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Advances in Materials Science and Engineering
Volume 2012 (2012), Article ID 523051, 11 pages
http://dx.doi.org/10.1155/2012/523051
Research Article

Study on Surface Heat Budget of Various Pavements for Urban Heat Island Mitigation

1Department of Architecture, Graduate School of Engineering, Kobe University, kobe 657-8501, Japan
2Department of Living and Environmental Design, Faculty of Science and Engineering, Setsunan University, Japan

Received 172012; Revised 16 March 2012; Accepted 16 March 2012

Academic Editor: Giovanni Polacco

Copyright © 2012 Hideki Takebayashi and Masakazu Moriyama. This is an open access article distributed under the Creative Commons Attribution License, which permits unrestricted use, distribution, and reproduction in any medium, provided the original work is properly cited.

Abstract

The surface heat budgets of various pavement surfaces are studied with the aim of mitigating the urban heat island effect. In this study, the thermal characteristics of pavements are examined using data from observations. The net radiation, surface temperature, temperature under the surface, conduction heat flux, and core weight for each experimental surface are recorded, together with the weather conditions at the time of observation. The latent heat flux is estimated from the observed weight of the cores. The surface heat budget under the same weather conditions is examined, and the sensible heat flux from each target surface is calculated. The parameters that influence the surface heat budget, for example, solar reflectance (albedo), evaporative efficiency, heat conductivity, and heat capacity, are examined. On a typical summer day, the maximum reduction in the sensible heat flux from that on a normal asphalt surface is about 150 W/m2 for an asphalt surface with water-retaining material and about 100 W/m2 for a cement concrete surface with water-retaining material, depending on the albedo of each surface.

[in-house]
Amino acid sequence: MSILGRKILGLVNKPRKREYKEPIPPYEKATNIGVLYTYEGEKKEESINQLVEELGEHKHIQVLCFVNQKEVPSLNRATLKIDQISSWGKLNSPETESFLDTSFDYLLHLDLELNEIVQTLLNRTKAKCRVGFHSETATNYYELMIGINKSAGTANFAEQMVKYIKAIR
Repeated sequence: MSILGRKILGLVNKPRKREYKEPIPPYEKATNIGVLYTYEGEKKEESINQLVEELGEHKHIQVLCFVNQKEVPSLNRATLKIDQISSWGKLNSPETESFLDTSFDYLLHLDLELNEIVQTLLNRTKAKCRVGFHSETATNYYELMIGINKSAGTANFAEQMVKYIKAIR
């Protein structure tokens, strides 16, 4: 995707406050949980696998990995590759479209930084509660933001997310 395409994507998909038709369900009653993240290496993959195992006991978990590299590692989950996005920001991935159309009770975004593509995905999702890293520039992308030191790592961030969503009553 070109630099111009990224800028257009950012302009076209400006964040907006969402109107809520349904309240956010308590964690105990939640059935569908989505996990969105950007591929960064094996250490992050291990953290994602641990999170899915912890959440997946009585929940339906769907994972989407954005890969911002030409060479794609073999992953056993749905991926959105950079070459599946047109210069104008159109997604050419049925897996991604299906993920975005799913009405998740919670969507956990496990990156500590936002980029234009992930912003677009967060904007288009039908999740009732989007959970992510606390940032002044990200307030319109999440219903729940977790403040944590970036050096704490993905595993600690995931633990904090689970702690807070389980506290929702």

1. Introduction

The purpose of this study is to investigate the urban heat island mitigation effect achieved by conversion from an asphalt pavement surface to another pavement surface for ground surface improvement, which is an established urban heat island mitigation technique. Various kinds of pavements were constructed experimentally for the purpose of investigating their effect on urban heat island mitigation by analyzing the surface heat budget. The urban heat island mitigation effect is discussed from the viewpoint of the sensible heat flux reduction for each pavement.

Urban heat island mitigation technologies focus on the improvement of urban surface materials on roads, roofs, and walls. For example, roads and roofs coated with high-reflectance paint are called cool roofs and cool pavements by Akbari et al. [1]. According to their estimates, the annual balances in the saving in cooling cost and the increase in heating cost obtained by introducing cool roofs are $35 million in Los Angeles, $16 million in New York, and $10 million in Chicago. However, fewer studies have been carried out on roads as compared to those on green roofs [27], green parks [812], and green plantings [1315].